Seeking to end the abuse of shippers by major railroads through unreasonable demurrage charges and fees, the Surface Transportation Board opened three compliance proceedings to target the problem.
The board firmly asserted that it will not tolerate such exploitive practices in the future. The actions follow of two other proposed rules aimed at limiting the rails unilateral ability to make rates (AA, 10-15-19, P. 1).
In a proposed governing policy statement, the board stressed two fundamental principles it wants all rail carriers, shippers and receivers to keep in mind. First, demurrage rules and charges are not reasonable when they do not serve to incentivize customers return of railcars without unnecessary delays.
“In other words, charges should not be assessed in circumstances beyond the shipper’s or receiver’s reasonable control. It follows, then, that revenue from demurrage charges should reflect reasonable financial incentives to advance the overarching purpose of demurrage and that revenue is not itself the purpose,” the board stated.
Secondly, the STB says, “transparency and mutual accountability by both rail carriers and the shippers and receivers they serve are important factors in the establishment and administration of reasonable demurrage and accessorial rules and charges.”
The proposed policy statement addresses key concerns raised by shippers during a hearing held earlier this year which included problems associated with free time, bunching, overlapping charges, invoicing and dispute resolution, credits, notice of major tariff changes and warehouseman liability.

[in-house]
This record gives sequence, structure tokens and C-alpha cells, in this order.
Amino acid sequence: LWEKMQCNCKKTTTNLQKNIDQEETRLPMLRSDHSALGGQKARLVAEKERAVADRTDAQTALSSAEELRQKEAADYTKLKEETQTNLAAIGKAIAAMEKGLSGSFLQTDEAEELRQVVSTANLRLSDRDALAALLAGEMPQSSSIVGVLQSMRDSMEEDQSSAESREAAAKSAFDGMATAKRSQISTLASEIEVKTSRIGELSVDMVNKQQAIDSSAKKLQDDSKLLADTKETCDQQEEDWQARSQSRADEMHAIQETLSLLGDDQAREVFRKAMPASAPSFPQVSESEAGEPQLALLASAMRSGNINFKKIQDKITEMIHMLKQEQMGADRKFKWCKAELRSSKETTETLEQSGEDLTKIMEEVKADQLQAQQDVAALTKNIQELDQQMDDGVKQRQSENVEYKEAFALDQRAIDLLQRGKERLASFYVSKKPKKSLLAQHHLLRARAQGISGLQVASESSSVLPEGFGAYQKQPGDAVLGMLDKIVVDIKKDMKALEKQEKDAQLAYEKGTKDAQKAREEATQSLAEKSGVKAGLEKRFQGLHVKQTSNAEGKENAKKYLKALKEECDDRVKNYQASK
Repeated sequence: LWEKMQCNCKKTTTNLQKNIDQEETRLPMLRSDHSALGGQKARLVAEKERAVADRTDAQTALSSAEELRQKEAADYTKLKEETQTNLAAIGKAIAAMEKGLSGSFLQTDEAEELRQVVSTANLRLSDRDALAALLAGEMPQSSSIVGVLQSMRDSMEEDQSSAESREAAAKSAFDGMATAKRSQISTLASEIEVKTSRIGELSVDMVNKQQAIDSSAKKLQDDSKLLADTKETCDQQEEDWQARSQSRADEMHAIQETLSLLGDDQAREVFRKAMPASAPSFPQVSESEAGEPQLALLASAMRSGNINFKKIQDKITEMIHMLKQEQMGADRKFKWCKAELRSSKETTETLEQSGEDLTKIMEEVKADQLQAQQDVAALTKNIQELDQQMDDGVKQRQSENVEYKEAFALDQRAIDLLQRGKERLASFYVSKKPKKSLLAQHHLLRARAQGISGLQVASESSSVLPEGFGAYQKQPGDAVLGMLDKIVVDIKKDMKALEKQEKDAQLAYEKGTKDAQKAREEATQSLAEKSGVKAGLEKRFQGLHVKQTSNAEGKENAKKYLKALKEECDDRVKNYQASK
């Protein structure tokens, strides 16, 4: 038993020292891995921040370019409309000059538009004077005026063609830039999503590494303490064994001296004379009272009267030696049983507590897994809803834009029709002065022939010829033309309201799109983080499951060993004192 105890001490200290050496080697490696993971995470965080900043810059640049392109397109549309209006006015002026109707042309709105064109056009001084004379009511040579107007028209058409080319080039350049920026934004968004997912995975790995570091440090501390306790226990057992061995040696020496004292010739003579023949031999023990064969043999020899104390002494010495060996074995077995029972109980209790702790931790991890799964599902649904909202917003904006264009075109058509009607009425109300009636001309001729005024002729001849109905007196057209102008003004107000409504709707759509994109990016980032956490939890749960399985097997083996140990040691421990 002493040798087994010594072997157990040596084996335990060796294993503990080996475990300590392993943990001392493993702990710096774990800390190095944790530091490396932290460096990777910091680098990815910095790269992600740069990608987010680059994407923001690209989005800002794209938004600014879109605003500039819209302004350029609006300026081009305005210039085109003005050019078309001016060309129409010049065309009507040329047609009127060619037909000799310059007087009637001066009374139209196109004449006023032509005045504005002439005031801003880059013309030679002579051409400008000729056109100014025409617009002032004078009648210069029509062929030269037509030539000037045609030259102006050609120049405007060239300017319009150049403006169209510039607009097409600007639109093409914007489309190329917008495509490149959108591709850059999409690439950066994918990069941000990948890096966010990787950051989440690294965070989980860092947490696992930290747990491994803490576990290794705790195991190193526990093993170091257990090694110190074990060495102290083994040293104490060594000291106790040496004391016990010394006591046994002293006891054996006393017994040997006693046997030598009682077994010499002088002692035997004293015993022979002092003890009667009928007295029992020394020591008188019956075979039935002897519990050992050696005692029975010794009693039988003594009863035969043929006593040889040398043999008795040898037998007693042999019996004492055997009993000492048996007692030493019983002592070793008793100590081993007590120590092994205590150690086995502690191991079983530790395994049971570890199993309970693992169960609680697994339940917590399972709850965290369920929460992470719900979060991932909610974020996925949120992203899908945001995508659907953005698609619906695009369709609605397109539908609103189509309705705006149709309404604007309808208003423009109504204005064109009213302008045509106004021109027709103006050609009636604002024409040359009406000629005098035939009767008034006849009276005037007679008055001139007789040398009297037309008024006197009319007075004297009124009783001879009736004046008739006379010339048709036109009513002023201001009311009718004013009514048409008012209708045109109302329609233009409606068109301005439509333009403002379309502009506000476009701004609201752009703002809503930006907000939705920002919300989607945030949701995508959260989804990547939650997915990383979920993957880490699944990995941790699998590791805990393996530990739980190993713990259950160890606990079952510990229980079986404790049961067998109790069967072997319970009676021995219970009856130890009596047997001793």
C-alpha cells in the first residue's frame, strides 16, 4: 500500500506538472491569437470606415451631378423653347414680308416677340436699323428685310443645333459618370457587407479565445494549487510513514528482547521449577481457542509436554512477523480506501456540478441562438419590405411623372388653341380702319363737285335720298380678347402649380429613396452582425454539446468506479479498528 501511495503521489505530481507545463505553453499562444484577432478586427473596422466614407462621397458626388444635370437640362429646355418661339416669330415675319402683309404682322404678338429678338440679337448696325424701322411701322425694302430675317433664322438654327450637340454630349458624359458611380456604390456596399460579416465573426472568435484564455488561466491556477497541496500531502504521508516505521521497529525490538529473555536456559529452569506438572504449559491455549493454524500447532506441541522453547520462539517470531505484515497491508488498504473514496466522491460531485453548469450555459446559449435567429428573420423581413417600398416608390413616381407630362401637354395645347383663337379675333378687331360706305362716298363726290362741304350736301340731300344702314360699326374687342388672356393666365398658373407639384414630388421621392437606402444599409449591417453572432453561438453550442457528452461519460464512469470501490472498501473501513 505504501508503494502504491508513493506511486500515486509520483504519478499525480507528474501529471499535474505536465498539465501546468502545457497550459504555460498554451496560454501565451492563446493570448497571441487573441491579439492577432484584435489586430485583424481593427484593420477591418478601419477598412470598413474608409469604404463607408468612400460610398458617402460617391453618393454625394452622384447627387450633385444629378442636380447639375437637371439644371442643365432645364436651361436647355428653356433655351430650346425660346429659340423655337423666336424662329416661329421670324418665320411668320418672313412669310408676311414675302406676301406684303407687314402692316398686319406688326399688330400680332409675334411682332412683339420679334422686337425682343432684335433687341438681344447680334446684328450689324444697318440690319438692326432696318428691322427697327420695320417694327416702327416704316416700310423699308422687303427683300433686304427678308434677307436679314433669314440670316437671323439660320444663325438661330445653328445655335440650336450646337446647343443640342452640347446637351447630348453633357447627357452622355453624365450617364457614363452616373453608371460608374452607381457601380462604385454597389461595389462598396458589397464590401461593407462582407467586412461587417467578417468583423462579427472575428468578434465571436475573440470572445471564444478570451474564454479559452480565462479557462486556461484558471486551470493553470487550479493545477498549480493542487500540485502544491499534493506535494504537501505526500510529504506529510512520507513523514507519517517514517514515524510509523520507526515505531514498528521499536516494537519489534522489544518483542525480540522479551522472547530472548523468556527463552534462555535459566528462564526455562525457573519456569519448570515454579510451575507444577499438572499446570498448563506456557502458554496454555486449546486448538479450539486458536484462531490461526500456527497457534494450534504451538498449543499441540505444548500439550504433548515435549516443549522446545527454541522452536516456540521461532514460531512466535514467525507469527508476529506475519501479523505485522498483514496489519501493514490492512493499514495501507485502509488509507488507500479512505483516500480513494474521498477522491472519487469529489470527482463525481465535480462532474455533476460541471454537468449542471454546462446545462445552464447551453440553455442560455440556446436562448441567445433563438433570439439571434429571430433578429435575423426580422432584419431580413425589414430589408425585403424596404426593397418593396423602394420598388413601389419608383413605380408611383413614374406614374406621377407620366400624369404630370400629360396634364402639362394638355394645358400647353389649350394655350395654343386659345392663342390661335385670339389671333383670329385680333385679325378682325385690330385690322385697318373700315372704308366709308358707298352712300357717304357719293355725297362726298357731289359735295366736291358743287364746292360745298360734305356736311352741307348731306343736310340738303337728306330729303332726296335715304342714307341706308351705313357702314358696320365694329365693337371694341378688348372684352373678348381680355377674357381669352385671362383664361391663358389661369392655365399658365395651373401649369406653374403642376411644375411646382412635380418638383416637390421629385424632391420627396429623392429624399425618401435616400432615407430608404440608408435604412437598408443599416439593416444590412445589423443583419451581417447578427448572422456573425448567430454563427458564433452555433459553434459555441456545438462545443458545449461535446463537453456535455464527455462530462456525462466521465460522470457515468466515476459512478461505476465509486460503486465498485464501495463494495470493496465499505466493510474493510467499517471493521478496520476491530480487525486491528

The three new proceedings issued on Oct. 6 are in addition to others proposing to apply new standards to railroad costing and tariff increase approvals. The flurry of proceedings were issued in less than a month, quite a change from the STB’s normally glacial pace.
The practices it addresses cost businesses dependent on rail transportation tens of millions of dollars and arose from troubling changes in how several major railroads choose to manage their operations.
The demurrage fee abuse followed adoption of a rail operations model called Precision Scheduled Railroading. In the past two years CSX, Union Pacific, Norfolk Southern and Kansas City Southern adopted PSR, designed to slash costs and raising rates and fees in order to lower Operating Ratios, impressing investors and boosting their stock prices.